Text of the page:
Volume 34, Number 7, July 1999


Which is Which?

Choosing the Right Bullet-Resistant Glazing Materials for the Job

by Fred Gebauer

Here’s a situation you probably encounter from time to time: You have a customer who is interested in security glazing products. The customer is relying on you to choose the materials most appropriate for the job. You know what some of the options are, but you’re not sure which one is best for your customer’s application.

The above example isn’t unusual. As gun violence increases in the United States, the demand for security glazing is on the upswing. At the same time, security products on the market are becoming more diverse, making it difficult for contractors and architects to keep their product knowledge current. This article will present an overview of the security glazing product options in each of the first three Underwriters Laboratories (UL) ballistic rating levels.

About UL Ballistic Ratings

UL tests glazing and framing products for resistance against a variety of ballistic attacks, and rates them accordingly. UL levels 1, 2 and 3 are rated to resist attacks by .9 mm, .357 magnum and .44 magnum weapons, respectively.

Level 3 is the highest class of protection used in the retail market. UL also issues ratings for levels 4 through 8, which typically apply to government and military applications. The right solution depends on the client’s protection requirements and on the nature of the application.

About Security Glazing Products

The security glazing industry offers a variety of products made of glass, acrylic, polycarbonate or some combination of the three. The glossary on page 41 gives a general description of each type of material.

Each product has advantages and disadvantages. Some materials are more appropriate for exterior use, while others should be used only on interior projects. Some are easier to fabricate than others. Some offer better optical clarity or abrasion resistance.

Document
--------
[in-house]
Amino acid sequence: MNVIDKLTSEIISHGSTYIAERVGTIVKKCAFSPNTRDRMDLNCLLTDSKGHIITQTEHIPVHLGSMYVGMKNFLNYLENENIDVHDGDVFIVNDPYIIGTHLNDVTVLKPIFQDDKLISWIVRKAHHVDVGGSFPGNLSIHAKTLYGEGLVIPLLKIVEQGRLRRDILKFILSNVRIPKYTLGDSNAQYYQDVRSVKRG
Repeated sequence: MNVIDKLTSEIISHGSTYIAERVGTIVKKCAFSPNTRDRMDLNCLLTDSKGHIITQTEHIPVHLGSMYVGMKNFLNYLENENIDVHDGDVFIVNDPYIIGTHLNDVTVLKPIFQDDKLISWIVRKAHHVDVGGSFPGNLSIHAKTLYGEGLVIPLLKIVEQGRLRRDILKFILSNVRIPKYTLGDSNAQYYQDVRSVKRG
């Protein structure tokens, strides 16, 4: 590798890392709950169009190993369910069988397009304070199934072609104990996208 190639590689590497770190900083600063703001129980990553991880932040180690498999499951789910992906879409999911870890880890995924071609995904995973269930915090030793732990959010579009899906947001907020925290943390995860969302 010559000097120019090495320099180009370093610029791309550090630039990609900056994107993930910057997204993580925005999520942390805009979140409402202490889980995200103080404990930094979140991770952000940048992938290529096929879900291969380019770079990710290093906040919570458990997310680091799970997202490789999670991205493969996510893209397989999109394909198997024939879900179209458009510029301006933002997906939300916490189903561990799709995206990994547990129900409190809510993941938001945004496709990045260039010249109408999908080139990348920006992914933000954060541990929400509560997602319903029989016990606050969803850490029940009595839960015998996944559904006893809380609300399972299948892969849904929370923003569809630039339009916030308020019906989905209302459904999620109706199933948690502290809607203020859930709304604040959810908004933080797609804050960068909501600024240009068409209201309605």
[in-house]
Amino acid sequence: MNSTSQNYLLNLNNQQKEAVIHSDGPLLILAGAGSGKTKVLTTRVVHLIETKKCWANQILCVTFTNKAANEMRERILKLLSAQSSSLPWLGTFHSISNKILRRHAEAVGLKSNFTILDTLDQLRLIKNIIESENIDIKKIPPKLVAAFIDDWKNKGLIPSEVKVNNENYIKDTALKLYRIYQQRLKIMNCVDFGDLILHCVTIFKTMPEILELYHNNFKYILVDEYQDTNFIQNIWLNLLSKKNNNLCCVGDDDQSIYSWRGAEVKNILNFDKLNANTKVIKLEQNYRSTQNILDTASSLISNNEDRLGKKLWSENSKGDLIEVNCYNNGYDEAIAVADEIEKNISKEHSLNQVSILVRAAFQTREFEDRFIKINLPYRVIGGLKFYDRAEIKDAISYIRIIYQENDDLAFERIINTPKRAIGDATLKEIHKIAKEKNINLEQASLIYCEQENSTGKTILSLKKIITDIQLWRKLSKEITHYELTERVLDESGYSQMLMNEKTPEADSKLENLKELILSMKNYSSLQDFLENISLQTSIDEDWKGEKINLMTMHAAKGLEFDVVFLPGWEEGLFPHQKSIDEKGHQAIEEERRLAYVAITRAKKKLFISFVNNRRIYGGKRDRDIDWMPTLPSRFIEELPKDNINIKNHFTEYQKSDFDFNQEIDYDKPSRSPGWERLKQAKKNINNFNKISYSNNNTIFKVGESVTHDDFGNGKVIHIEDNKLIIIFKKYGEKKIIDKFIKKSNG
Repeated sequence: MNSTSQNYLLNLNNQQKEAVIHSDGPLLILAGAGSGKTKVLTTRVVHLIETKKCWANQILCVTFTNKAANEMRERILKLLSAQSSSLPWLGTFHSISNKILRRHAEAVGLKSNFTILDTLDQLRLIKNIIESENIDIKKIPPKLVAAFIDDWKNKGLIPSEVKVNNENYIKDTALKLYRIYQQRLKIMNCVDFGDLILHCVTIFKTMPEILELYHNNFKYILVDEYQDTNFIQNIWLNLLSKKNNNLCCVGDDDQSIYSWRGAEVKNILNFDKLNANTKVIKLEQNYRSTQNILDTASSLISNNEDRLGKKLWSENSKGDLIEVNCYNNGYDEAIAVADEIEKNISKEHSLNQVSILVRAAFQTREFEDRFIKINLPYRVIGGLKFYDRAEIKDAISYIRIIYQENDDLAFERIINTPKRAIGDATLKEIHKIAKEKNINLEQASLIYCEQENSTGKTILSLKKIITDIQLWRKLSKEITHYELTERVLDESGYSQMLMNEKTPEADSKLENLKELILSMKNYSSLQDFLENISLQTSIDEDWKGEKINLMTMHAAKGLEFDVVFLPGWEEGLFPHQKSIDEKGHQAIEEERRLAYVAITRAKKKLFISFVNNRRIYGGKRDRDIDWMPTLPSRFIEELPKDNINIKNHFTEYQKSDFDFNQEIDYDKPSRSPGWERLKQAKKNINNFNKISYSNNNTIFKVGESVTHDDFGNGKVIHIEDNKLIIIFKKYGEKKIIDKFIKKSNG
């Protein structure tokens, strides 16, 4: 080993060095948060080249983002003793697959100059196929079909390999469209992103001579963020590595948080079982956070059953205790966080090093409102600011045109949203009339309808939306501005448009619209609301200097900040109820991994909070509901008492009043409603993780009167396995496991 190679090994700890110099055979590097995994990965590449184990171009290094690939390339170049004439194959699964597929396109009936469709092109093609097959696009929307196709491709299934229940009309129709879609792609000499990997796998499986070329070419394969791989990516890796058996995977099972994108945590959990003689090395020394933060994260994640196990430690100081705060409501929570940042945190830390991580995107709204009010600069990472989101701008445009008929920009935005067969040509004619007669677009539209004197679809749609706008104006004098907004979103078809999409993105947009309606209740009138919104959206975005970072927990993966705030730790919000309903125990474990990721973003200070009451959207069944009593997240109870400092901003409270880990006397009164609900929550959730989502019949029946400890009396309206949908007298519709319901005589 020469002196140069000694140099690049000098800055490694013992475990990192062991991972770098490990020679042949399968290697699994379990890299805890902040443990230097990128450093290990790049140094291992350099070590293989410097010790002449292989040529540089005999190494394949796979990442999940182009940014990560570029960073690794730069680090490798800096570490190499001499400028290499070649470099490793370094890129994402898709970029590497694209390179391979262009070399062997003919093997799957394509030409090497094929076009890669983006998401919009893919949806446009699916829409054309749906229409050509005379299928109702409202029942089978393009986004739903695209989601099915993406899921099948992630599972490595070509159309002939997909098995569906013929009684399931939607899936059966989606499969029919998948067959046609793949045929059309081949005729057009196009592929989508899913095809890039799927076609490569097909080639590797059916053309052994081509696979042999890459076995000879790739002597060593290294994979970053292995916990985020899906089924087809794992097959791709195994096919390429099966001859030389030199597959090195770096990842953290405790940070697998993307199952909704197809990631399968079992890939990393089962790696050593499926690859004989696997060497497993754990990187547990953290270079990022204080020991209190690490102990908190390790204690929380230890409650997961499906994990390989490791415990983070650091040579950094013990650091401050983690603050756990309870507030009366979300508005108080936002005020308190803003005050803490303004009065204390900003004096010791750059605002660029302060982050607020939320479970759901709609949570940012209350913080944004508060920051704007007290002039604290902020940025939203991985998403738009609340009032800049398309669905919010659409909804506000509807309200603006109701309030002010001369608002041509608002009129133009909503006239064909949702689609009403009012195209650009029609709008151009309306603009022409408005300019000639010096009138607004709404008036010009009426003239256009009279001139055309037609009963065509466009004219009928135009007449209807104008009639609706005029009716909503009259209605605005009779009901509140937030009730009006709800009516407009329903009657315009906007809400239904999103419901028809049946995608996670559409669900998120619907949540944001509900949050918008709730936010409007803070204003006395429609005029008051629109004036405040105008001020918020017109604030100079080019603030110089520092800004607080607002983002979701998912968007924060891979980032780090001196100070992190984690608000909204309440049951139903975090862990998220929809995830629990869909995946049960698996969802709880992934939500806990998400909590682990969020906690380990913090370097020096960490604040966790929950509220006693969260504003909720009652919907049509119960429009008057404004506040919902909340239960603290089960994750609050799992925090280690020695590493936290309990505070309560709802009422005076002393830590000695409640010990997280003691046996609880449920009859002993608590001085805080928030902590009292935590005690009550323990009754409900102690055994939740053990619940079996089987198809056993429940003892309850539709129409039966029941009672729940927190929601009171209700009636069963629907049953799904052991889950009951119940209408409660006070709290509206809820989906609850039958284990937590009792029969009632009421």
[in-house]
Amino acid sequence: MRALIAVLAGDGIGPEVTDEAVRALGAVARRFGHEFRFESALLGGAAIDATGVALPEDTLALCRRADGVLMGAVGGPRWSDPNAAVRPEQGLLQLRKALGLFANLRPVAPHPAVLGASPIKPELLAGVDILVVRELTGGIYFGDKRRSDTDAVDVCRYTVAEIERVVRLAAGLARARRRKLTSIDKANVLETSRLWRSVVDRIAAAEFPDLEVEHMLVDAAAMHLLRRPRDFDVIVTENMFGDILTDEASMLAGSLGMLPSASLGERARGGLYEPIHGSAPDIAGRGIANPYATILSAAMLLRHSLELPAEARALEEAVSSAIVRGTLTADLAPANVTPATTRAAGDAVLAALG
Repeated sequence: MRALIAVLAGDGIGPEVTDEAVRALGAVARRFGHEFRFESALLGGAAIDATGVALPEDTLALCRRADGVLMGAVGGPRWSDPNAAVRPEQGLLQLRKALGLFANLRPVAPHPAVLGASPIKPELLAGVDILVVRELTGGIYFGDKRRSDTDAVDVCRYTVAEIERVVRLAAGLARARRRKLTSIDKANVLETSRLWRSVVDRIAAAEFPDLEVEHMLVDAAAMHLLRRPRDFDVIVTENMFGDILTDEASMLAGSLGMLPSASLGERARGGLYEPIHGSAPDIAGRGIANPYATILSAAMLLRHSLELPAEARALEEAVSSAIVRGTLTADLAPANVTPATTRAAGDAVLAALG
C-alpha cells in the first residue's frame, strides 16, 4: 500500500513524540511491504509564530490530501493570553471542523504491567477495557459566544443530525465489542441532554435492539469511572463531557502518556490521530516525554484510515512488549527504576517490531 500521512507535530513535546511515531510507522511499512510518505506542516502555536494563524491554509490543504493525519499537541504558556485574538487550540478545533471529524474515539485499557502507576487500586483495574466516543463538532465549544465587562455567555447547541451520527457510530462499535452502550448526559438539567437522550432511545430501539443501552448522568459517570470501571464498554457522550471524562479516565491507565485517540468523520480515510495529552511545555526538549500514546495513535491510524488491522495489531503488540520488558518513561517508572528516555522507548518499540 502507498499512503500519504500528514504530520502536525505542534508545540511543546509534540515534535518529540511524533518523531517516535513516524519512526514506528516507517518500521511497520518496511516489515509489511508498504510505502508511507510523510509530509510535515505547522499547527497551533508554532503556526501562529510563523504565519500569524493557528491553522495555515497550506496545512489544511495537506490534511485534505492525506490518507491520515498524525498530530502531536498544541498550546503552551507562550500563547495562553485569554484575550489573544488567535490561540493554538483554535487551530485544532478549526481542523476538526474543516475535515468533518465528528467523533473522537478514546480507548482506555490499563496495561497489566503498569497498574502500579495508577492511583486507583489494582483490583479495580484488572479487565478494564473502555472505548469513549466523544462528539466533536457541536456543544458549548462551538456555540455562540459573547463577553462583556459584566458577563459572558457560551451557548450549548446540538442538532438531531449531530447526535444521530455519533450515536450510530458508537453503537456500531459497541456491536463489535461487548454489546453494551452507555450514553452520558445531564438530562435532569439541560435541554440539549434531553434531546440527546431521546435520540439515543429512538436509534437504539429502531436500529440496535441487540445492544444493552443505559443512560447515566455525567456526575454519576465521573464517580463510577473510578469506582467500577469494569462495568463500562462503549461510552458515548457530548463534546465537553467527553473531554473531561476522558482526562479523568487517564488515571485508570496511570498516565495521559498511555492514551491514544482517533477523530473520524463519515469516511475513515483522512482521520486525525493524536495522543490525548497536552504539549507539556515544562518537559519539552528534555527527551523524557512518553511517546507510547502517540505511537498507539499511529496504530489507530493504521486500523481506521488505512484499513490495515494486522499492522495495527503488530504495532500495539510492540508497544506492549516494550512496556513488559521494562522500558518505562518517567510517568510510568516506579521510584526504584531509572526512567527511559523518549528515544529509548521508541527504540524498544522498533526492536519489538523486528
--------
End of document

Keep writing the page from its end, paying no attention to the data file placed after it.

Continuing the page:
All of these factors are spelled out in the tables on page 41, along with recommended applications. Keep these charts as a reference, so the next time a client consults you about security glazing options, you’ll know where to turn for information.

Fred Gebauer is director of business development at Insulgard Corporation, a national manufacturer and distributor of integrated bullet-resistant security systems.


Acrylic, coated: A single layer of cell-cast acrylic material with an abrasion-resistant protective coating.

Acrylic, uncoated: A single layer of cell-cast acrylic material without a protective coating.

Composite system: A composite material composed of polycarbonate and glass, with a layer of air in between. Designed for use in exterior walls, with glass facing the outside and polycarbonate facing the interior.

Glass-clad polycarbonate: Material made by laminating polycarbonate and glass together.

Laminated glass: Material made by bonding multiple plies of laminated glass together. A thin layer of polyvinyl butyral is sandwiched between the layers of glass.

Laminated polycarbonate: Material made by laminating multiple plies of polycarbonate together.

Laminated polycarbonate/acrylic: Material made by laminating polycarbonate and acrylic together.


Copyright 1999 Key Communications, Inc. All rights reserved. No reproduction of any type without expressed written permission.